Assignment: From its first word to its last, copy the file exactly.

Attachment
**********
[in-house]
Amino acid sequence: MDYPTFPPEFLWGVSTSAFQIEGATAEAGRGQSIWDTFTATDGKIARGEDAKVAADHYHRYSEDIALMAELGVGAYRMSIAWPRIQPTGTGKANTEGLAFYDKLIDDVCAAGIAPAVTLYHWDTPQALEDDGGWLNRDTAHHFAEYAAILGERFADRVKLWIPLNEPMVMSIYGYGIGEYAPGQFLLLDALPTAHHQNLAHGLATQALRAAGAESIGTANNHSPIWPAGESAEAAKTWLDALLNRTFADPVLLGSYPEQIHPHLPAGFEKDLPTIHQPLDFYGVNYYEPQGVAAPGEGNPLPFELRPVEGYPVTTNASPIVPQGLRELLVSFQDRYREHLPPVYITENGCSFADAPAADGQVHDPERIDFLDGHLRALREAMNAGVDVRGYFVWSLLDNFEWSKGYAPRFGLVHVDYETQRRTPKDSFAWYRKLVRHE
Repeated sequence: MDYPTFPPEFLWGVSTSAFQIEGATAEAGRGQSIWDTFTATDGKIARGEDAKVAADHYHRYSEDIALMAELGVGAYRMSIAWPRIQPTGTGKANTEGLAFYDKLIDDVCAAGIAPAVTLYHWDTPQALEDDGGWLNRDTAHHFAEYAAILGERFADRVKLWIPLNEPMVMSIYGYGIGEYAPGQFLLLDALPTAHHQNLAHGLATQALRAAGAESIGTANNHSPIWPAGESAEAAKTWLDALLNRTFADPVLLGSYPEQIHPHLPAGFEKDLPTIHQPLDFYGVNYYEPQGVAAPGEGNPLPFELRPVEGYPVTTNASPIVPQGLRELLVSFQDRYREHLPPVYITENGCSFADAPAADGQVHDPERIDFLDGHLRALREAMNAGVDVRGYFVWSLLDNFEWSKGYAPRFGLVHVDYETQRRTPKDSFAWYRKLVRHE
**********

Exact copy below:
[in-house]
Amino acid sequence: MDYPTFPPEFLWGVSTSAFQIEGATAEAGRGQSIWDTFTATDGKIARGEDAKVAADHYHRYSEDIALMAELGVGAYRMSIAWPRIQPTGTGKANTEGLAFYDKLIDDVCAAGIAPAVTLYHWDTPQALEDDGGWLNRDTAHHFAEYAAILGERFADRVKLWIPLNEPMVMSIYGYGIGEYAPGQFLLLDALPTAHHQNLAHGLATQALRAAGAESIGTANNHSPIWPAGESAEAAKTWLDALLNRTFADPVLLGSYPEQIHPHLPAGFEKDLPTIHQPLDFYGVNYYEPQGVAAPGEGNPLPFELRPVEGYPVTTNASPIVPQGLRELLVSFQDRYREHLPPVYITENGCSFADAPAADGQVHDPERIDFLDGHLRALREAMNAGVDVRGYFVWSLLDNFEWSKGYAPRFGLVHVDYETQRRTPKDSFAWYRKLVRHE
Repeated sequence: MDYPTFPPEFLWGVSTSAFQIEGATAEAGRGQSIWDTFTATDGKIARGEDAKVAADHYHRYSEDIALMAELGVGAYRMSIAWPRIQPTGTGKANTEGLAFYDKLIDDVCAAGIAPAVTLYHWDTPQALEDDGGWLNRDTAHHFAEYAAILGERFADRVKLWIPLNEPMVMSIYGYGIGEYAPGQFLLLDALPTAHHQNLAHGLATQALRAAGAESIGTANNHSPIWPAGESAEAAKTWLDALLNRTFADPVLLGSYPEQIHPHLPAGFEKDLPTIHQPLDFYGVNYYEPQGVAAPGEGNPLPFELRPVEGYPVTTNASPIVPQGLRELLVSFQDRYREHLPPVYITENGCSFADAPAADGQVHDPERIDFLDGHLRALREAMNAGVDVRGYFVWSLLDNFEWSKGYAPRFGLVHVDYETQRRTPKDSFAWYRKLVRHE